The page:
ALBANY, N.Y. (AP) -- New York residents could see huge resort casinos upstate and an influx of new employers lured by the promise of tax-free operations for a decade under several deals in the works in Albany.
Such is the unpredictability of the late-session rush in the Capitol, where a series of closed-door negotiations with two to four leaders can change the state's future or spoil a six-month legislative session. The session is scheduled to end Thursday.
After Monday's series of private talks, Democratic Gov. Andrew Cuomo and legislative leaders revealed little.
An announcement of a deal, which could tie some or all of the major, disparate proposals together, could come as early as Monday night or Tuesday.
Assembly Speaker Sheldon Silver, a Manhattan Democrat, said late Monday afternoon that the lawmakers were "hopeful of closing it up tonight — everything."
Sen. Jeff Klein, leader of the Independent Democratic Conference, which shares control of the Senate with Republicans, said: "We agreed we want to be finished by Thursday."
Which means, in late-session Albany, quite possibly Friday or next week.
The search for an elusive deal before going home for much of the year could keep the Legislature in session that long.
Senate Republican leader Dean Skelos had no comment.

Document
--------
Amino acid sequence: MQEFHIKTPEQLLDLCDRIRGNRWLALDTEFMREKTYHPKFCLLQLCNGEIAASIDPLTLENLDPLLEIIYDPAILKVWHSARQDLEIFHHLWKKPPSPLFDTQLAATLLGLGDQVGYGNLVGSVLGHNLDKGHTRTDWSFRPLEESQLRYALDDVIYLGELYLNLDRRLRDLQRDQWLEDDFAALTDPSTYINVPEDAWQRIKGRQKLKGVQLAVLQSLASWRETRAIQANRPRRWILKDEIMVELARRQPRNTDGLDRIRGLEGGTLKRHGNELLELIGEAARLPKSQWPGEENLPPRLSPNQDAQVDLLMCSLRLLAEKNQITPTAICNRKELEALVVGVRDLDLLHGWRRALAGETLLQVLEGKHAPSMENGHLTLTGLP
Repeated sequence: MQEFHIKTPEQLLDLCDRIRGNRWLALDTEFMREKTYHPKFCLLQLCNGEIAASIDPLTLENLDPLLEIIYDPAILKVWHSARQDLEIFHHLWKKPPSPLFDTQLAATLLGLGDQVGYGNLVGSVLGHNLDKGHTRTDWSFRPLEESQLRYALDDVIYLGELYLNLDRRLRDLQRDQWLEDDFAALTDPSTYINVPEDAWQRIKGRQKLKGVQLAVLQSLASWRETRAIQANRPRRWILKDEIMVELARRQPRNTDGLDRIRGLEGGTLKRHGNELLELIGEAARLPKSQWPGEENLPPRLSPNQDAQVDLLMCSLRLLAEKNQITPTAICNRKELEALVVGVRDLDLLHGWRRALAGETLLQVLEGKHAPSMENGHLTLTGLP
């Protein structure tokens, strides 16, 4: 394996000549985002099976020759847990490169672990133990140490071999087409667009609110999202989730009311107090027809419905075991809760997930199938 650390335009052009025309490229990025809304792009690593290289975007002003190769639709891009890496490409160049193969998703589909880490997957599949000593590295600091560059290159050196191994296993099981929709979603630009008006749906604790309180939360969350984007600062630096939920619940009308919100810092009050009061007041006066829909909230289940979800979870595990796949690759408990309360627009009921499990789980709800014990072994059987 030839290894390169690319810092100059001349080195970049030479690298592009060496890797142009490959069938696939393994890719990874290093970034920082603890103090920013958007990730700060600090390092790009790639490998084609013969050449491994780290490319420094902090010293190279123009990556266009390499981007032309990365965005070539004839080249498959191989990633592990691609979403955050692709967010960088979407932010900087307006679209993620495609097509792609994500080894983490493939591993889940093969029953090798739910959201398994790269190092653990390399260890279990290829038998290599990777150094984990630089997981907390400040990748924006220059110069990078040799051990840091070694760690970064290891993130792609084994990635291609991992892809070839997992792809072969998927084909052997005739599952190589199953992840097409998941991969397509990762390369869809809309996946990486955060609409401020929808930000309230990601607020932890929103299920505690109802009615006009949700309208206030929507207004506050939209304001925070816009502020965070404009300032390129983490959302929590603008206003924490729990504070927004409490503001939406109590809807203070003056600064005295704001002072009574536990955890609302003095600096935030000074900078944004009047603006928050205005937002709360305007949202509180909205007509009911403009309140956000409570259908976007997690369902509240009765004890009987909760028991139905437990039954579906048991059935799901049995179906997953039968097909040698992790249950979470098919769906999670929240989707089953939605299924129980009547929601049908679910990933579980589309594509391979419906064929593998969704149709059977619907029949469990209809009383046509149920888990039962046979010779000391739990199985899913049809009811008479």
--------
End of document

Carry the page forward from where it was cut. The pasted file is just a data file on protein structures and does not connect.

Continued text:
A Siena College poll released Monday showed that after the latest series of corruption arrests and sexual harassment scandals in politics, New Yorkers are soured even more than usual on the governor and Legislature. A session that ends with a bang could help them all as they prepare for re-election campaigns next year.
Among the issues being discussed are:
— Casinos. Cuomo proposes four Las Vegas-style casinos upstate to spur the long distressed economy and create jobs. On Monday, a Siena College poll showed withering support for Cuomo's proposal to authorize seven resort casinos statewide, outside Manhattan.
— Tax-free New York. Cuomo proposes to offer new employers who align with colleges the perk of no business, property or even income taxes for 10 years, with the hope that the employers won't move when their tax-free package ends. The Siena poll shows few New Yorkers know about the idea despite Cuomo's barnstorming of the proposal in recent weeks.
— Corruption. Cuomo proposes a package of bills to make it easier for district attorneys to prosecute corruption in Albany, following the latest string of arrests of lawmakers. By far, New Yorkers polled consider this their top priority, Siena said. Cuomo threatens to use the Moreland Act to create an investigative commission if the Legislature fails to enact systemic changes to address corruption.
— A new board to run the Long Island Power Authority to improve the response to power outages and to reduce some of the highest utility rates in the nation paid by Long Island residents.